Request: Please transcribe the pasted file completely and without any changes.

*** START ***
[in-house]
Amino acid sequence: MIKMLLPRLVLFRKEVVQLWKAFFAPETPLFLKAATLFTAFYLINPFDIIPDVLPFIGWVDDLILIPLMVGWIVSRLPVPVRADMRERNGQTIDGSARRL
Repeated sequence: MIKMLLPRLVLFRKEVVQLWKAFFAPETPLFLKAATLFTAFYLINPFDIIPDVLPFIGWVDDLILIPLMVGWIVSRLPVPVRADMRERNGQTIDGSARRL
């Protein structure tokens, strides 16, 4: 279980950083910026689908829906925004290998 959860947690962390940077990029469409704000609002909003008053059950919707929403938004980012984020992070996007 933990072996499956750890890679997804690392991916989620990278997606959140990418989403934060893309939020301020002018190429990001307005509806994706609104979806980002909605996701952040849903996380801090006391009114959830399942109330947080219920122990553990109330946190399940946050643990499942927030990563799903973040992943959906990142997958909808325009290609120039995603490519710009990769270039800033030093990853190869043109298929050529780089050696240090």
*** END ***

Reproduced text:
[in-house]
Amino acid sequence: MIKMLLPRLVLFRKEVVQLWKAFFAPETPLFLKAATLFTAFYLINPFDIIPDVLPFIGWVDDLILIPLMVGWIVSRLPVPVRADMRERNGQTIDGSARRL
Repeated sequence: MIKMLLPRLVLFRKEVVQLWKAFFAPETPLFLKAATLFTAFYLINPFDIIPDVLPFIGWVDDLILIPLMVGWIVSRLPVPVRADMRERNGQTIDGSARRL
């Protein structure tokens, strides 16, 4: 279980950083910026689908829906925004290998 959860947690962390940077990029469409704000609002909003008053059950919707929403938004980012984020992070996007 933990072996499956750890890679997804690392991916989620990278997606959140990418989403934060893309939020301020002018190429990001307005509806994706609104979806980002909605996701952040849903996380801090006391009114959830399942109330947080219920122990553990109330946190399940946050643990499942927030990563799903973040992943959906990142997958909808325009290609120039995603490519710009990769270039800033030093990853190869043109298929050529780089050696240090």